Holmes's first encounter with epilepsy was when he was in high school. A fellow student "unfortunately had a couple of grand mal seizures in the classroom and fell out of her seat, urinating and jerking," he says. "What was really bad was the teacher didn't know what to do." The other students learned to ignore the girl's seizures and "pretended it wasn't happening. But . . . then we tried to ignore her when she wasn't having a seizure. So she became an outcast and had no friends in the class, even though she was a really nice girl. It was this terrible feeling of ignorance, knowing that something bad was happening. We just didn't want to be around her.

"I was just as scared as everyone else," Holmes admits. "But I wasn't scared to go into medicine. I wanted to learn more so I wouldn't be scared."

As Holmes embarked on his medical training in the early 1970s, the field of epilepsy treatment was evolving rapidly. Through the 1960s, people with epilepsy typically relied on a couple of drugs—dilantin and phenobarbital—to control their seizures, but those drugs had unpleasant side effects. Since then, new and more effective medications have been developed. "There's a lot more interest in understanding the mechanisms of epilepsy, and that led directly to treatments," Holmes says. Today's approach to epilepsy "makes a lot of sense once you understand how seizures occur," he adds.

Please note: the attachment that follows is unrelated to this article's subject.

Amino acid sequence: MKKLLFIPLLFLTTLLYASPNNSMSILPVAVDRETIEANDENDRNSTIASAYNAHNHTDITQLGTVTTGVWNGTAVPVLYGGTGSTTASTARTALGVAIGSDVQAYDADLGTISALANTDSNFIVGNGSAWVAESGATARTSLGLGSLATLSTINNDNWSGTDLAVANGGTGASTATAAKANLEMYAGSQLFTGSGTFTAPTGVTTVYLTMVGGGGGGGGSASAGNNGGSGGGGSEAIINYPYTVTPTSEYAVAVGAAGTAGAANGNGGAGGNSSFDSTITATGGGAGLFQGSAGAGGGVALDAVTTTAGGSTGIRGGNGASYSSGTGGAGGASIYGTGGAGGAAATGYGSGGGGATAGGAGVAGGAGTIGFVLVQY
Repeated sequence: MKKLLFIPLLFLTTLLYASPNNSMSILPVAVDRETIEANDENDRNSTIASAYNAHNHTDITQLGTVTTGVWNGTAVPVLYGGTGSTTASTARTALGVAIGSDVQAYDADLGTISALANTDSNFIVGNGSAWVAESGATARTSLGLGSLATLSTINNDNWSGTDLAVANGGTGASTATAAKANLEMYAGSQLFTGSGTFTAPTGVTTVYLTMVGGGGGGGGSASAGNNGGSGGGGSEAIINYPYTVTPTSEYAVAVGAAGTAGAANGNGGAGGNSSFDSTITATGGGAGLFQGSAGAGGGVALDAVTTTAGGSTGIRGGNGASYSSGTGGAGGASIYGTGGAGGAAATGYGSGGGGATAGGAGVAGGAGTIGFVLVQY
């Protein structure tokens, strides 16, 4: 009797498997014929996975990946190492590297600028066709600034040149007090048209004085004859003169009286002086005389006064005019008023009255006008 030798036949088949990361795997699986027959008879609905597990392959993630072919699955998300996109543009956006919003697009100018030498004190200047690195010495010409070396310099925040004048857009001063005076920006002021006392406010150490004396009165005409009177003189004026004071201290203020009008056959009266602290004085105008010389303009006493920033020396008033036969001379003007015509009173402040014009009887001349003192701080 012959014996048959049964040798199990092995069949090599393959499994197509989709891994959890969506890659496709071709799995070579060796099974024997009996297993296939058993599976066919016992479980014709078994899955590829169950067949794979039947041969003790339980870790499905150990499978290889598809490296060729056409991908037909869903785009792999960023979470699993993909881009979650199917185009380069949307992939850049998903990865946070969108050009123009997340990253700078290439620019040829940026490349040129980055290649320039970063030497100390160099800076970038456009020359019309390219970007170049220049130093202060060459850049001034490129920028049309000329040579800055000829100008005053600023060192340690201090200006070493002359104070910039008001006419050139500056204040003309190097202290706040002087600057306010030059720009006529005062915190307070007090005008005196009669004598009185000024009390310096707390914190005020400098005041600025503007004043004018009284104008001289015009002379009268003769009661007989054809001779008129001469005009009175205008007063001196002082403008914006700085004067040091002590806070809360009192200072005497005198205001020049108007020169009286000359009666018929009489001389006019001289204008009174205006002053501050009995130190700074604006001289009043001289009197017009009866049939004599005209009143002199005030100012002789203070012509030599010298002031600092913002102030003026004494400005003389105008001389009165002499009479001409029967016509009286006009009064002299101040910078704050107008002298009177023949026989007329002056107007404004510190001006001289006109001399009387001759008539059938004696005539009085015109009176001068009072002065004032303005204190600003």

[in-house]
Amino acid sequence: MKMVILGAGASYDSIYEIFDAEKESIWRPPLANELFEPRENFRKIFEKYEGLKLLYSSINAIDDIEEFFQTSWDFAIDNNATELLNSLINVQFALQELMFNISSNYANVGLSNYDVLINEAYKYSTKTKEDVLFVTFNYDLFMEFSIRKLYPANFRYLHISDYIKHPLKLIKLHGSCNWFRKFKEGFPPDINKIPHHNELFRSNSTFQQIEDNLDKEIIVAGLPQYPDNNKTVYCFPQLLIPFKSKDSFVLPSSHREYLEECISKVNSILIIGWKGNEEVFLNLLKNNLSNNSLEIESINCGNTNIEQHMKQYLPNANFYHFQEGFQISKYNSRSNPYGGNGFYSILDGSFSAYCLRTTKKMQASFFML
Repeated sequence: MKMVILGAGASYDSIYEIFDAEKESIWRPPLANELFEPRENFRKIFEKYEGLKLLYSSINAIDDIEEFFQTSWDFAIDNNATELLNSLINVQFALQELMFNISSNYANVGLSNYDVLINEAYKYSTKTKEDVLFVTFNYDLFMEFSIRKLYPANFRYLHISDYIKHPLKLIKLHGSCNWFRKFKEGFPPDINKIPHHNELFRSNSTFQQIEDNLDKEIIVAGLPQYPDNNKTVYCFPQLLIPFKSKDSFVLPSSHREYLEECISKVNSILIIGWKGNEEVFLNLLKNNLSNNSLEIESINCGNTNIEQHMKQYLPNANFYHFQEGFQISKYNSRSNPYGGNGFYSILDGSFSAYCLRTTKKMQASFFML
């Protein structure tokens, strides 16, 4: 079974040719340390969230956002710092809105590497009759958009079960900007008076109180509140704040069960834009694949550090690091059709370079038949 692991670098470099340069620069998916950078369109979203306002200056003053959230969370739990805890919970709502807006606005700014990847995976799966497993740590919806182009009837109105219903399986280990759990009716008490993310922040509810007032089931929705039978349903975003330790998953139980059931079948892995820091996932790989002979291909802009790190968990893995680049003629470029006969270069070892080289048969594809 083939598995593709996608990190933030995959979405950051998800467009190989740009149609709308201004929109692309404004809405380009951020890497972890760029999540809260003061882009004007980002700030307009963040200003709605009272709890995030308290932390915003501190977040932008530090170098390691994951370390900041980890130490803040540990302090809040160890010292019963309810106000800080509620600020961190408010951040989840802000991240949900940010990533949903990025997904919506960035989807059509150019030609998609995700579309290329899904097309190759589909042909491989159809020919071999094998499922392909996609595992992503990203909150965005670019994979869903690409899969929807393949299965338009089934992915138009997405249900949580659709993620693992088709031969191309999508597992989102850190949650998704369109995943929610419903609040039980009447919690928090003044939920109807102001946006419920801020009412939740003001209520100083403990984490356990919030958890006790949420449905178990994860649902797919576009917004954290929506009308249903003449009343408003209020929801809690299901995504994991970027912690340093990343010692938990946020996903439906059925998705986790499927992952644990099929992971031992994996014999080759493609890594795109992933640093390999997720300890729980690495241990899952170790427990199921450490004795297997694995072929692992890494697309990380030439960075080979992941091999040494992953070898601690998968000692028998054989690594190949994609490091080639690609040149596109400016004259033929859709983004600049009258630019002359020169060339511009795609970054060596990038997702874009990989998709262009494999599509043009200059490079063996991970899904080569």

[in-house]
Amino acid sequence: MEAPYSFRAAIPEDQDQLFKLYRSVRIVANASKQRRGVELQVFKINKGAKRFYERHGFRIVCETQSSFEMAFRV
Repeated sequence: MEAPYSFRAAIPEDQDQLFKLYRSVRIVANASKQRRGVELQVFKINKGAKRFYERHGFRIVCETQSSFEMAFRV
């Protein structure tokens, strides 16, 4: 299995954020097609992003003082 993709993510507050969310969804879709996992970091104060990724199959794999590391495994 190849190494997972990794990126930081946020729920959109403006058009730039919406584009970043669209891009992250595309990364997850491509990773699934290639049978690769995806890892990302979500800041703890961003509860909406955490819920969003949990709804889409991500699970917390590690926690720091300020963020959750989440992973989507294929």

Epilepsy—which affectsmore than twomillion people in theUnited States, according to the National Institute of Neurological Disorders and Stroke—is a brain disorder in which clusters of nerve cells, or neurons, fire electrical impulses at higher-than-normal rates. This is what causes the seizures. But not all seizures are of the so-called grand mal, or tonic-clonic, type that Holmes observed in his highschool classmate all those years ago. Some can be as mild as staring off into space for a few moments.